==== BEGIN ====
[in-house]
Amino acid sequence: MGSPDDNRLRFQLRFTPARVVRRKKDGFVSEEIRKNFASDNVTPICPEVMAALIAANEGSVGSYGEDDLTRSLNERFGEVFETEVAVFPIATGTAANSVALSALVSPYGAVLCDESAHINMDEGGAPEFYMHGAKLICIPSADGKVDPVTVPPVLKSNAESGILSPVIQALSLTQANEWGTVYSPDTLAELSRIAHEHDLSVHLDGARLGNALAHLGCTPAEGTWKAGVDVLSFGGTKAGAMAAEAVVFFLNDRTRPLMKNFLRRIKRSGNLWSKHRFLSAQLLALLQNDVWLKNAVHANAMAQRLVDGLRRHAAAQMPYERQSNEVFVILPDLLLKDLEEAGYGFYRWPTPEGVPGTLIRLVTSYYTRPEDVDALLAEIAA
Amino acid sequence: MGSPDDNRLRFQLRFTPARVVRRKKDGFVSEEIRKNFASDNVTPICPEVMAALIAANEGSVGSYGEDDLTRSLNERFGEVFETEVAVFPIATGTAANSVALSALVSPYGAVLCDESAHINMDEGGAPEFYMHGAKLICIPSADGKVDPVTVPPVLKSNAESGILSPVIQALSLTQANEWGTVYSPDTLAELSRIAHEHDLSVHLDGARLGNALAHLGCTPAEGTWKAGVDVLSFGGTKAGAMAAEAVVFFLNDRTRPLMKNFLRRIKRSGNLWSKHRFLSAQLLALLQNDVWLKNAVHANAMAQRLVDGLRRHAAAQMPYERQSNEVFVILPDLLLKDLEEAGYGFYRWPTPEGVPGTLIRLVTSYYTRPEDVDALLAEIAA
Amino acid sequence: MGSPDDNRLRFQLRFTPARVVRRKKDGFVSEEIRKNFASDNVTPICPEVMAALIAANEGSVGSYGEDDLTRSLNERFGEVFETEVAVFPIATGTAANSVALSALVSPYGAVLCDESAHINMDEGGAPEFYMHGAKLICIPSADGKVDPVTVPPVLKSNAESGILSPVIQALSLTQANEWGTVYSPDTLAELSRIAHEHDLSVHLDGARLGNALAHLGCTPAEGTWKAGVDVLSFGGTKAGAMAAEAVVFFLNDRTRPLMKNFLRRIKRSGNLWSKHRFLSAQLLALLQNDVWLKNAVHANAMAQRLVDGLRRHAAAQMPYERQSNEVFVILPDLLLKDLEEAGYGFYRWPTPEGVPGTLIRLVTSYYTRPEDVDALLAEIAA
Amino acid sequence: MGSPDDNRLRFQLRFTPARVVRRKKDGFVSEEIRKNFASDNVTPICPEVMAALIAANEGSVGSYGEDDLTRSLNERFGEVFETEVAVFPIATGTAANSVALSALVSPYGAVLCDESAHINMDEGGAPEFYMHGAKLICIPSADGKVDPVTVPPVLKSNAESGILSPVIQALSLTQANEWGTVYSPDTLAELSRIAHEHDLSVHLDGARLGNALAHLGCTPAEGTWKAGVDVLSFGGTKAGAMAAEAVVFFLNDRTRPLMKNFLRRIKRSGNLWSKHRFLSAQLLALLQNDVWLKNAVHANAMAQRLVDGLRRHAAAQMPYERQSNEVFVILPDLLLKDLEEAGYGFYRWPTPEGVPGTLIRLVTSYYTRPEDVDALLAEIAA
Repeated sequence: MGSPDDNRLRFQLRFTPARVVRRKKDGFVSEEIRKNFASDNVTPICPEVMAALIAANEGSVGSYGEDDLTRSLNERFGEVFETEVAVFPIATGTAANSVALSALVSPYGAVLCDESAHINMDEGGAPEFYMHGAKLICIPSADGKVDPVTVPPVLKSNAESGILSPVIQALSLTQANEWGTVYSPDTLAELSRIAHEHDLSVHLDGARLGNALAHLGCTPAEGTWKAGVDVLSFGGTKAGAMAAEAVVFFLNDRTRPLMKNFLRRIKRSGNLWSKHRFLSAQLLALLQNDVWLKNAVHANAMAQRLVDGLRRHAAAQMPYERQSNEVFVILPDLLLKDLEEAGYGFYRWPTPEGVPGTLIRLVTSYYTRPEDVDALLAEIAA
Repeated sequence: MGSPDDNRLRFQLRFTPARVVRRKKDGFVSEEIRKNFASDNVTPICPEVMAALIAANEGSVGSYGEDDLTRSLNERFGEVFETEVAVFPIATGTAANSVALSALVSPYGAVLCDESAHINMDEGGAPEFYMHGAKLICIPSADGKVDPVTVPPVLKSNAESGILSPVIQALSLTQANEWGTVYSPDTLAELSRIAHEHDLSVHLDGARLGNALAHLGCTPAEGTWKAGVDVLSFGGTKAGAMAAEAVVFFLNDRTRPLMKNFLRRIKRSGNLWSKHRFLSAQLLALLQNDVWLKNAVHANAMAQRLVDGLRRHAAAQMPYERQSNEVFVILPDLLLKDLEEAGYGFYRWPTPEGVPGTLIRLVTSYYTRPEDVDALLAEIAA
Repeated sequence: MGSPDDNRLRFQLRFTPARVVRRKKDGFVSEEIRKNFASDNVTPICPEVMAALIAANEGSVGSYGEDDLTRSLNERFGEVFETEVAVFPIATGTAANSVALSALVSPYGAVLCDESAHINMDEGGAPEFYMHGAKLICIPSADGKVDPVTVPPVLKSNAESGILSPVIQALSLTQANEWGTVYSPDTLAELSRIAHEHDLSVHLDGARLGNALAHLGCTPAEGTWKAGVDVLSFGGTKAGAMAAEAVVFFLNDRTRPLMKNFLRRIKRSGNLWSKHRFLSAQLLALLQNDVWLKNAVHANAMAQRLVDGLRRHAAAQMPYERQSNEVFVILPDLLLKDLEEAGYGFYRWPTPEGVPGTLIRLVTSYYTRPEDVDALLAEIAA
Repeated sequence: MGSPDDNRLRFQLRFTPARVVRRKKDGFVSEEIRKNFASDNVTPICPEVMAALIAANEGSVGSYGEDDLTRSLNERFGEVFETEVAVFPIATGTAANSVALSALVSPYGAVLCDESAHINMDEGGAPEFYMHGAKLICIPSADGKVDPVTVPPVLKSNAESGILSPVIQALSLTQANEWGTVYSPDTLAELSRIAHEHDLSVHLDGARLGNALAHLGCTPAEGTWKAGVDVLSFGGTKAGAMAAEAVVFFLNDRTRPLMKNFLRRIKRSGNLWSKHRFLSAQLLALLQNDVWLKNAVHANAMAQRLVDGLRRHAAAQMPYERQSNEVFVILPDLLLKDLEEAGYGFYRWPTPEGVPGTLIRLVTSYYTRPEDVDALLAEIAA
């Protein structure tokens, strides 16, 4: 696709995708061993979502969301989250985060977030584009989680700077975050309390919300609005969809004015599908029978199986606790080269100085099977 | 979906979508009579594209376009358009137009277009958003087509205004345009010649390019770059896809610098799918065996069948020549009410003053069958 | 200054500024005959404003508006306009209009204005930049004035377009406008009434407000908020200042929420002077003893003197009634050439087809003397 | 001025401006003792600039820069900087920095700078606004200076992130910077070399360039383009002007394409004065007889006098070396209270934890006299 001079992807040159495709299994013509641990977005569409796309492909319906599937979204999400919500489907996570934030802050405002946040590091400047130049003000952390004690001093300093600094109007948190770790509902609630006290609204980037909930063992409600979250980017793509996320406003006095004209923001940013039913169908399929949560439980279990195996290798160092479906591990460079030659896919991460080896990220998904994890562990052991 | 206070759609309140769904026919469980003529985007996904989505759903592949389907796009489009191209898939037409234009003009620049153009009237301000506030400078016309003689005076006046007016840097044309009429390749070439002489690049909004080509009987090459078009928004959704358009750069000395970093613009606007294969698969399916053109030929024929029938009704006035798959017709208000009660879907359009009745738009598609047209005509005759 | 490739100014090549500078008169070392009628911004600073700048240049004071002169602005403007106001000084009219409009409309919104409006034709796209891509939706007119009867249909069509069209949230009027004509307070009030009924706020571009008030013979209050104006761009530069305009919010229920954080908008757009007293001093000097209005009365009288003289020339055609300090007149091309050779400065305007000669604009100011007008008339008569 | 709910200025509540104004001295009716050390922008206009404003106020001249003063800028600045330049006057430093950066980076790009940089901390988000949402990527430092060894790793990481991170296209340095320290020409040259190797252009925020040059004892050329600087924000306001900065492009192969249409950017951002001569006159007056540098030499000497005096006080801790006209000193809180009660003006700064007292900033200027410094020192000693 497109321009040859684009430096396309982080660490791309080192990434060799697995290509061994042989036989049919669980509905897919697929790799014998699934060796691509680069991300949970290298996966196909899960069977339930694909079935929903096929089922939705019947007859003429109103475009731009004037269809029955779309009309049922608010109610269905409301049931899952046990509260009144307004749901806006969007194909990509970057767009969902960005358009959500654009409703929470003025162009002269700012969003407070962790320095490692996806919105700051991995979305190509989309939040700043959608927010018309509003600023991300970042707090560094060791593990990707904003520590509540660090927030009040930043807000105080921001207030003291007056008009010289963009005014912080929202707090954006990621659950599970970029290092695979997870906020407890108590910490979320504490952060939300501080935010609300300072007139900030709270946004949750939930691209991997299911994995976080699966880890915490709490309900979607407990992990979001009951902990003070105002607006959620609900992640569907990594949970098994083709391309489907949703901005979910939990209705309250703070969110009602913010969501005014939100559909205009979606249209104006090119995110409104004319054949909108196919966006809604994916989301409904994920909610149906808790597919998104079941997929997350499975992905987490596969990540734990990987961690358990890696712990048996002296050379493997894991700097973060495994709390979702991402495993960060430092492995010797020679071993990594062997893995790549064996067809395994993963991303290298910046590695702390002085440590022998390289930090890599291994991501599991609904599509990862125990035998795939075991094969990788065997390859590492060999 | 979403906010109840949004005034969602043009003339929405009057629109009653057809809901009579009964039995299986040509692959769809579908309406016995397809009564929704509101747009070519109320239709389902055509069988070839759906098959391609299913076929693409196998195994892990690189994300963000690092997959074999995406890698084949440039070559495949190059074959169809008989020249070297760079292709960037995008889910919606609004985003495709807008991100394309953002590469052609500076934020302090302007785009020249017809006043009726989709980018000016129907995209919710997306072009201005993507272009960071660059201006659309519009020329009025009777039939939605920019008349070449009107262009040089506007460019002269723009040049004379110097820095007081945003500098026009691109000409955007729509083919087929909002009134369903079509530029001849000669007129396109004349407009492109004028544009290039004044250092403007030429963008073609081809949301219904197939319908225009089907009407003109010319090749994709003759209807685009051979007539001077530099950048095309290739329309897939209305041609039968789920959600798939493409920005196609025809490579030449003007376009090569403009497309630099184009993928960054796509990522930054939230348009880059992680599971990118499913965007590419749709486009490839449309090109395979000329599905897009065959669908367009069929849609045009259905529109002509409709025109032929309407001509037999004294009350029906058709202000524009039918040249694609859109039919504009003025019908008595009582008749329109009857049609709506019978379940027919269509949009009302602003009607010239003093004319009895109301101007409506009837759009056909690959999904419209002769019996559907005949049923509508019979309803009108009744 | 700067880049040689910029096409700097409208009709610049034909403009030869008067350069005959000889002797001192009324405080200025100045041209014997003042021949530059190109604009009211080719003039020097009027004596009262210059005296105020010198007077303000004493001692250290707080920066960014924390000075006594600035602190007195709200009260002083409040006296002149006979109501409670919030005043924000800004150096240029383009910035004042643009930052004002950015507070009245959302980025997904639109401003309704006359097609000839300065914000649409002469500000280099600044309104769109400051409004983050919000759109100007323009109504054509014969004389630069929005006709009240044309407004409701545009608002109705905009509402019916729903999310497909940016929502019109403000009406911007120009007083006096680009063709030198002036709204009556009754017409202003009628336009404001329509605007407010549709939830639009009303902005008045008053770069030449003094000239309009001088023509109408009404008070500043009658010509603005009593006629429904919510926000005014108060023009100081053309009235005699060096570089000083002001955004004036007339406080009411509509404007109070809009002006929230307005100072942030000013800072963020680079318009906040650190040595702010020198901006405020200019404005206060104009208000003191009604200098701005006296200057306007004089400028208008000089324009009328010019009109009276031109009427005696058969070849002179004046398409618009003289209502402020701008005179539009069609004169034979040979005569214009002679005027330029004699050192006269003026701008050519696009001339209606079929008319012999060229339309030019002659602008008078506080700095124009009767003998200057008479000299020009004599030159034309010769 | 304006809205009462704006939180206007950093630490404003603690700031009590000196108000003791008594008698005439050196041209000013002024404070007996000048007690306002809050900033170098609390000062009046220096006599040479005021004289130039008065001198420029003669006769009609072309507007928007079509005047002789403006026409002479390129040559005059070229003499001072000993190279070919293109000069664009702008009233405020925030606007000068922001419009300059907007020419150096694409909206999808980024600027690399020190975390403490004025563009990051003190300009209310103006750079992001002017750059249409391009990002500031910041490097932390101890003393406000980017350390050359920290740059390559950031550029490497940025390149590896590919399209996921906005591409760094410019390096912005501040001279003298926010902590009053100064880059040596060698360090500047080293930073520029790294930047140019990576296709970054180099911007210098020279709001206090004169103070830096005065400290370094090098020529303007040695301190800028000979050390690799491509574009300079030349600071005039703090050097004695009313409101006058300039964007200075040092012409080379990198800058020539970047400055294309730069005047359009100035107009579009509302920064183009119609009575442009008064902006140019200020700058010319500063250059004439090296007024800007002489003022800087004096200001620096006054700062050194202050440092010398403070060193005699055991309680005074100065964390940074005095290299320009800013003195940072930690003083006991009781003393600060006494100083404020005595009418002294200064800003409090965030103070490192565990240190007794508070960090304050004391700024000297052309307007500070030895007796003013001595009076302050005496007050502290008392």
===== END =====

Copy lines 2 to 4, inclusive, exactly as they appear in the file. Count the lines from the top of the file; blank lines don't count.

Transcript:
Amino acid sequence: MGSPDDNRLRFQLRFTPARVVRRKKDGFVSEEIRKNFASDNVTPICPEVMAALIAANEGSVGSYGEDDLTRSLNERFGEVFETEVAVFPIATGTAANSVALSALVSPYGAVLCDESAHINMDEGGAPEFYMHGAKLICIPSADGKVDPVTVPPVLKSNAESGILSPVIQALSLTQANEWGTVYSPDTLAELSRIAHEHDLSVHLDGARLGNALAHLGCTPAEGTWKAGVDVLSFGGTKAGAMAAEAVVFFLNDRTRPLMKNFLRRIKRSGNLWSKHRFLSAQLLALLQNDVWLKNAVHANAMAQRLVDGLRRHAAAQMPYERQSNEVFVILPDLLLKDLEEAGYGFYRWPTPEGVPGTLIRLVTSYYTRPEDVDALLAEIAA
Amino acid sequence: MGSPDDNRLRFQLRFTPARVVRRKKDGFVSEEIRKNFASDNVTPICPEVMAALIAANEGSVGSYGEDDLTRSLNERFGEVFETEVAVFPIATGTAANSVALSALVSPYGAVLCDESAHINMDEGGAPEFYMHGAKLICIPSADGKVDPVTVPPVLKSNAESGILSPVIQALSLTQANEWGTVYSPDTLAELSRIAHEHDLSVHLDGARLGNALAHLGCTPAEGTWKAGVDVLSFGGTKAGAMAAEAVVFFLNDRTRPLMKNFLRRIKRSGNLWSKHRFLSAQLLALLQNDVWLKNAVHANAMAQRLVDGLRRHAAAQMPYERQSNEVFVILPDLLLKDLEEAGYGFYRWPTPEGVPGTLIRLVTSYYTRPEDVDALLAEIAA
Amino acid sequence: MGSPDDNRLRFQLRFTPARVVRRKKDGFVSEEIRKNFASDNVTPICPEVMAALIAANEGSVGSYGEDDLTRSLNERFGEVFETEVAVFPIATGTAANSVALSALVSPYGAVLCDESAHINMDEGGAPEFYMHGAKLICIPSADGKVDPVTVPPVLKSNAESGILSPVIQALSLTQANEWGTVYSPDTLAELSRIAHEHDLSVHLDGARLGNALAHLGCTPAEGTWKAGVDVLSFGGTKAGAMAAEAVVFFLNDRTRPLMKNFLRRIKRSGNLWSKHRFLSAQLLALLQNDVWLKNAVHANAMAQRLVDGLRRHAAAQMPYERQSNEVFVILPDLLLKDLEEAGYGFYRWPTPEGVPGTLIRLVTSYYTRPEDVDALLAEIAA